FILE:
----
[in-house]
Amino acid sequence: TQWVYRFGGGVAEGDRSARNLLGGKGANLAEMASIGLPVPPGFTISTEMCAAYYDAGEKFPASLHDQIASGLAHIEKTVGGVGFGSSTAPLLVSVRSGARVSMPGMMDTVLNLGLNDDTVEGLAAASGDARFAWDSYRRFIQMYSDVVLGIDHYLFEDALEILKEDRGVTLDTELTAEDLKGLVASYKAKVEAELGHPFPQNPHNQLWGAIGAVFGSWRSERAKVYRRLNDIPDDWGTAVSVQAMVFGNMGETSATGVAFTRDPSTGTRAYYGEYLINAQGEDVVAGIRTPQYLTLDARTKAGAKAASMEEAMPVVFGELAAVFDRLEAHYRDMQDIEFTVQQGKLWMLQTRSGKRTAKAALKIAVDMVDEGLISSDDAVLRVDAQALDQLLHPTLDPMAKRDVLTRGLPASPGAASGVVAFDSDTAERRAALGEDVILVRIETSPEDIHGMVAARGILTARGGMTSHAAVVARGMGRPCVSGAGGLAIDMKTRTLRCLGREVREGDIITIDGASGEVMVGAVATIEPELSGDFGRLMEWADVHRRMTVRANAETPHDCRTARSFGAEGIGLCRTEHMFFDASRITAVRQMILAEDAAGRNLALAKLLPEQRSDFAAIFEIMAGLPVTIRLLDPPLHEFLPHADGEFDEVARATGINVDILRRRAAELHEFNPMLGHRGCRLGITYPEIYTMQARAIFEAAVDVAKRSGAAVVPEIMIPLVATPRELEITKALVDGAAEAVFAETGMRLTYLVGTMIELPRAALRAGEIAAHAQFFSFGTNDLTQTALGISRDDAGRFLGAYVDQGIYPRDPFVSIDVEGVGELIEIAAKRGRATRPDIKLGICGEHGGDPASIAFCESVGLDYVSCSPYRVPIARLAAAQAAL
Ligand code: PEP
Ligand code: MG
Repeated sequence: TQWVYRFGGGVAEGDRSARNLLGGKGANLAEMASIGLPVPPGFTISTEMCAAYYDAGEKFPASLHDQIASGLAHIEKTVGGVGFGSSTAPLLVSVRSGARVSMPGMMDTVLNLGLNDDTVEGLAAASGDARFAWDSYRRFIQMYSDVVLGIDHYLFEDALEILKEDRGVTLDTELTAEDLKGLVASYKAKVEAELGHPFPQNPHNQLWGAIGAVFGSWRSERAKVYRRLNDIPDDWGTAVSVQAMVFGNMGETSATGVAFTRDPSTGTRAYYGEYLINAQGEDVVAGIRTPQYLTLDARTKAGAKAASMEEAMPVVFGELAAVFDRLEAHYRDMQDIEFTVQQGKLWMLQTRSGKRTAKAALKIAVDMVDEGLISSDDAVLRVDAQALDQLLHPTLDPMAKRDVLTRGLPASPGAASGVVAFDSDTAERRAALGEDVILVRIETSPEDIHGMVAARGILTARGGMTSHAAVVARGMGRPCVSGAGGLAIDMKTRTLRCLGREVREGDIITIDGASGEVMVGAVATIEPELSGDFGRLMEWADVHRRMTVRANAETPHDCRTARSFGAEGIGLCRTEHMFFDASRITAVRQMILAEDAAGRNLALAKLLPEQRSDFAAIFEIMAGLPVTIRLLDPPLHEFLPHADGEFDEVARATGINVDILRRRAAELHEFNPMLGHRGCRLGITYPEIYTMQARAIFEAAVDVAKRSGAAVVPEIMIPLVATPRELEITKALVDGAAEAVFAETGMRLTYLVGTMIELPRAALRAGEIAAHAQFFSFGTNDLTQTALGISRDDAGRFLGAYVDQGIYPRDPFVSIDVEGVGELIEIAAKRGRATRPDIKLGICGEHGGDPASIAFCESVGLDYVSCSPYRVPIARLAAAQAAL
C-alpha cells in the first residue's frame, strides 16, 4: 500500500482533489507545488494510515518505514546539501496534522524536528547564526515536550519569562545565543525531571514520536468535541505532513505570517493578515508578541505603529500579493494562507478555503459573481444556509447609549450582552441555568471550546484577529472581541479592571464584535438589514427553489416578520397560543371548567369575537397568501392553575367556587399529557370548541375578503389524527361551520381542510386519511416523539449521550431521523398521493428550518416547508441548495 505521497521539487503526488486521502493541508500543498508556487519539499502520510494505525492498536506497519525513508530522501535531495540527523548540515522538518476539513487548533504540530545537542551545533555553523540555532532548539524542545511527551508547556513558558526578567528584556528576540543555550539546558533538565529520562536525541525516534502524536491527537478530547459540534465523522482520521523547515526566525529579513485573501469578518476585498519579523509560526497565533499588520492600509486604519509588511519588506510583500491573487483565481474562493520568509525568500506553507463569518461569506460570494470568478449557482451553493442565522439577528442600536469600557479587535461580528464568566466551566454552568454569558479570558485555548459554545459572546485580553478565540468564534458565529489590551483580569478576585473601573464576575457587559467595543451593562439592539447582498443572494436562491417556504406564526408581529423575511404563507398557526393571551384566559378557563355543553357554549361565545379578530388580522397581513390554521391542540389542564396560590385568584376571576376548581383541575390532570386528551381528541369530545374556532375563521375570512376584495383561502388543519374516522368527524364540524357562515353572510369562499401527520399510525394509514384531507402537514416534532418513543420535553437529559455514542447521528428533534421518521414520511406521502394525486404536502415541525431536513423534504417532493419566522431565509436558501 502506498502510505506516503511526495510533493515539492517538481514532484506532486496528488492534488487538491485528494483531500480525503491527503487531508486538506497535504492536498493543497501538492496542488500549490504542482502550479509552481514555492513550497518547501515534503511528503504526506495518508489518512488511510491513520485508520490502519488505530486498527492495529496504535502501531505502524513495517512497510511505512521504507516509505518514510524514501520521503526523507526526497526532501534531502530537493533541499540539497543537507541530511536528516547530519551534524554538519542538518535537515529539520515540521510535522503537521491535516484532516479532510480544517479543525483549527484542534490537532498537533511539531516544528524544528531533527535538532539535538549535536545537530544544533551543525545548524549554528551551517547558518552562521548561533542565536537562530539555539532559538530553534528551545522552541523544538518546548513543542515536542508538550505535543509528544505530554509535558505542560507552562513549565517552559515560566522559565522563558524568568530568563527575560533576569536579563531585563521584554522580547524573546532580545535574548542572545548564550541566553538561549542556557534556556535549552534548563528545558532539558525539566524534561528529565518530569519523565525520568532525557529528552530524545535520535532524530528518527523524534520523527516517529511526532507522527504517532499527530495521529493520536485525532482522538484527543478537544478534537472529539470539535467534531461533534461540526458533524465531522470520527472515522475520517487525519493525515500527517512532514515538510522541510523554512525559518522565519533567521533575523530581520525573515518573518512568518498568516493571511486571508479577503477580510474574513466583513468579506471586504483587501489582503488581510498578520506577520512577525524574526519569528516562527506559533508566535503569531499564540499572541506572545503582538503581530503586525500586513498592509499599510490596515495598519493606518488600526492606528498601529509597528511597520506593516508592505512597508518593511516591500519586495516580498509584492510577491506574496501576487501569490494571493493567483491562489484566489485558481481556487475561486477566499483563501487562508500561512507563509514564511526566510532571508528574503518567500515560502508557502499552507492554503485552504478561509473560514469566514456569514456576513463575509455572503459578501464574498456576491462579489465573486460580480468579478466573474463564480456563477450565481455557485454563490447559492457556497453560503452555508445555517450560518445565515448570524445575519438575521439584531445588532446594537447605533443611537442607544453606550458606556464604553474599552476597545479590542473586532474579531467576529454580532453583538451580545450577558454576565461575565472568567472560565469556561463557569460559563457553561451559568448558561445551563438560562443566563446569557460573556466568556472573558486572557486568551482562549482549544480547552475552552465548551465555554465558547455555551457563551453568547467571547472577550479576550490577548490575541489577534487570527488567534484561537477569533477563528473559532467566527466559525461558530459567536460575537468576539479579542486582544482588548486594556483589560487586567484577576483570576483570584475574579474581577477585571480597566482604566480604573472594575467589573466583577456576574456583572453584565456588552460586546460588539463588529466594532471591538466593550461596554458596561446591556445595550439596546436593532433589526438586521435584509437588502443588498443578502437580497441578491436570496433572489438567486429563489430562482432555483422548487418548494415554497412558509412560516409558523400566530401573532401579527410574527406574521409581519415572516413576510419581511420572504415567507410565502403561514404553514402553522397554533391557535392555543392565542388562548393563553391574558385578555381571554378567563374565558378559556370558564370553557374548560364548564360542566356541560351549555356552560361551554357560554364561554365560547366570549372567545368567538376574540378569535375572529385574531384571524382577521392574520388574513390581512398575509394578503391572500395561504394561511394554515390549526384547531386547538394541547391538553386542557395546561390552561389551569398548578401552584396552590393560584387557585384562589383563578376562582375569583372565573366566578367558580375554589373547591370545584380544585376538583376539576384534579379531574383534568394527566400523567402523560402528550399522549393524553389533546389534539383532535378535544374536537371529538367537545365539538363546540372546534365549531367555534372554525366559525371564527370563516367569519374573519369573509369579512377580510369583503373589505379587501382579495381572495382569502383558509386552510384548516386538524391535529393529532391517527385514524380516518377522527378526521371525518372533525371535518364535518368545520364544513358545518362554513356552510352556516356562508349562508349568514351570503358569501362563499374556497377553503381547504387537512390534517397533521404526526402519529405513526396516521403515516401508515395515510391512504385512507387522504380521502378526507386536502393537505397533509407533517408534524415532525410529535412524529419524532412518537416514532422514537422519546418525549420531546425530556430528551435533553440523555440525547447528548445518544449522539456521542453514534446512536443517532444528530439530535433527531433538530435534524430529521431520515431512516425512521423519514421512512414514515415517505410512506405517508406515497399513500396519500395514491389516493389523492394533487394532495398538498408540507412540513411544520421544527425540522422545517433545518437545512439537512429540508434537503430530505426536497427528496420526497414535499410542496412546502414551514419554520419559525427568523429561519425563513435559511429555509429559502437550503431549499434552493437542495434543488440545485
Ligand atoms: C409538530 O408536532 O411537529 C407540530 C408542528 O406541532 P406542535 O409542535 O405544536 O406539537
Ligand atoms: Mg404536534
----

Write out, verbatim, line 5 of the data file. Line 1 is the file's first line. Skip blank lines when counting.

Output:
Repeated sequence: TQWVYRFGGGVAEGDRSARNLLGGKGANLAEMASIGLPVPPGFTISTEMCAAYYDAGEKFPASLHDQIASGLAHIEKTVGGVGFGSSTAPLLVSVRSGARVSMPGMMDTVLNLGLNDDTVEGLAAASGDARFAWDSYRRFIQMYSDVVLGIDHYLFEDALEILKEDRGVTLDTELTAEDLKGLVASYKAKVEAELGHPFPQNPHNQLWGAIGAVFGSWRSERAKVYRRLNDIPDDWGTAVSVQAMVFGNMGETSATGVAFTRDPSTGTRAYYGEYLINAQGEDVVAGIRTPQYLTLDARTKAGAKAASMEEAMPVVFGELAAVFDRLEAHYRDMQDIEFTVQQGKLWMLQTRSGKRTAKAALKIAVDMVDEGLISSDDAVLRVDAQALDQLLHPTLDPMAKRDVLTRGLPASPGAASGVVAFDSDTAERRAALGEDVILVRIETSPEDIHGMVAARGILTARGGMTSHAAVVARGMGRPCVSGAGGLAIDMKTRTLRCLGREVREGDIITIDGASGEVMVGAVATIEPELSGDFGRLMEWADVHRRMTVRANAETPHDCRTARSFGAEGIGLCRTEHMFFDASRITAVRQMILAEDAAGRNLALAKLLPEQRSDFAAIFEIMAGLPVTIRLLDPPLHEFLPHADGEFDEVARATGINVDILRRRAAELHEFNPMLGHRGCRLGITYPEIYTMQARAIFEAAVDVAKRSGAAVVPEIMIPLVATPRELEITKALVDGAAEAVFAETGMRLTYLVGTMIELPRAALRAGEIAAHAQFFSFGTNDLTQTALGISRDDAGRFLGAYVDQGIYPRDPFVSIDVEGVGELIEIAAKRGRATRPDIKLGICGEHGGDPASIAFCESVGLDYVSCSPYRVPIARLAAAQAAL